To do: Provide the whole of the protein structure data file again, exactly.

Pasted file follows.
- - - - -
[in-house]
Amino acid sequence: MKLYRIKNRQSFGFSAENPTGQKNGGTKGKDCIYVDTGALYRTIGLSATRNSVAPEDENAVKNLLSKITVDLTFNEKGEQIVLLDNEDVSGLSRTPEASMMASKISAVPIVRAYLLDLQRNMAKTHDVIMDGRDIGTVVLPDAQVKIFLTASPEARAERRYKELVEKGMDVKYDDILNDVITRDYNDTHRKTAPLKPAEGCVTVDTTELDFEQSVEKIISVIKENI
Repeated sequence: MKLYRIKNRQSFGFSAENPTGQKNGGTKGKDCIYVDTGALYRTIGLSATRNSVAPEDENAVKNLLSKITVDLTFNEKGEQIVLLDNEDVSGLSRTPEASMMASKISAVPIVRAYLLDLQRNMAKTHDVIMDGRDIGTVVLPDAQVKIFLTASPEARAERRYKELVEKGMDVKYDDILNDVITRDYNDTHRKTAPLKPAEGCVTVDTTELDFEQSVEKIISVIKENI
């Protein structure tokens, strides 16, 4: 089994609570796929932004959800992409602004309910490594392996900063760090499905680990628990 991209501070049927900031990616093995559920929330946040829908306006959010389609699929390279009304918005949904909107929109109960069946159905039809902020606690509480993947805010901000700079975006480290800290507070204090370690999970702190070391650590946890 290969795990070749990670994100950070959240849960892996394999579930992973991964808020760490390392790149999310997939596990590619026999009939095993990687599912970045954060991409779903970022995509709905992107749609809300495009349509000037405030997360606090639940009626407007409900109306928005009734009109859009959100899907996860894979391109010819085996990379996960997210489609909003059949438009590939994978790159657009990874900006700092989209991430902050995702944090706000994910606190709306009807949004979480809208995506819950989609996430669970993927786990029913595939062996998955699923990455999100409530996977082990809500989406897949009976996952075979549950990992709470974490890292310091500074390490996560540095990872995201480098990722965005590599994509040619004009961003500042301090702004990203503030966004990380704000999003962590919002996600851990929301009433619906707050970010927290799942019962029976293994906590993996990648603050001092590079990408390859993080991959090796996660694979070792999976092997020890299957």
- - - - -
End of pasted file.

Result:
[in-house]
Amino acid sequence: MKLYRIKNRQSFGFSAENPTGQKNGGTKGKDCIYVDTGALYRTIGLSATRNSVAPEDENAVKNLLSKITVDLTFNEKGEQIVLLDNEDVSGLSRTPEASMMASKISAVPIVRAYLLDLQRNMAKTHDVIMDGRDIGTVVLPDAQVKIFLTASPEARAERRYKELVEKGMDVKYDDILNDVITRDYNDTHRKTAPLKPAEGCVTVDTTELDFEQSVEKIISVIKENI
Repeated sequence: MKLYRIKNRQSFGFSAENPTGQKNGGTKGKDCIYVDTGALYRTIGLSATRNSVAPEDENAVKNLLSKITVDLTFNEKGEQIVLLDNEDVSGLSRTPEASMMASKISAVPIVRAYLLDLQRNMAKTHDVIMDGRDIGTVVLPDAQVKIFLTASPEARAERRYKELVEKGMDVKYDDILNDVITRDYNDTHRKTAPLKPAEGCVTVDTTELDFEQSVEKIISVIKENI
């Protein structure tokens, strides 16, 4: 089994609570796929932004959800992409602004309910490594392996900063760090499905680990628990 991209501070049927900031990616093995559920929330946040829908306006959010389609699929390279009304918005949904909107929109109960069946159905039809902020606690509480993947805010901000700079975006480290800290507070204090370690999970702190070391650590946890 290969795990070749990670994100950070959240849960892996394999579930992973991964808020760490390392790149999310997939596990590619026999009939095993990687599912970045954060991409779903970022995509709905992107749609809300495009349509000037405030997360606090639940009626407007409900109306928005009734009109859009959100899907996860894979391109010819085996990379996960997210489609909003059949438009590939994978790159657009990874900006700092989209991430902050995702944090706000994910606190709306009807949004979480809208995506819950989609996430669970993927786990029913595939062996998955699923990455999100409530996977082990809500989406897949009976996952075979549950990992709470974490890292310091500074390490996560540095990872995201480098990722965005590599994509040619004009961003500042301090702004990203503030966004990380704000999003962590919002996600851990929301009433619906707050970010927290799942019962029976293994906590993996990648603050001092590079990408390859993080991959090796996660694979070792999976092997020890299957």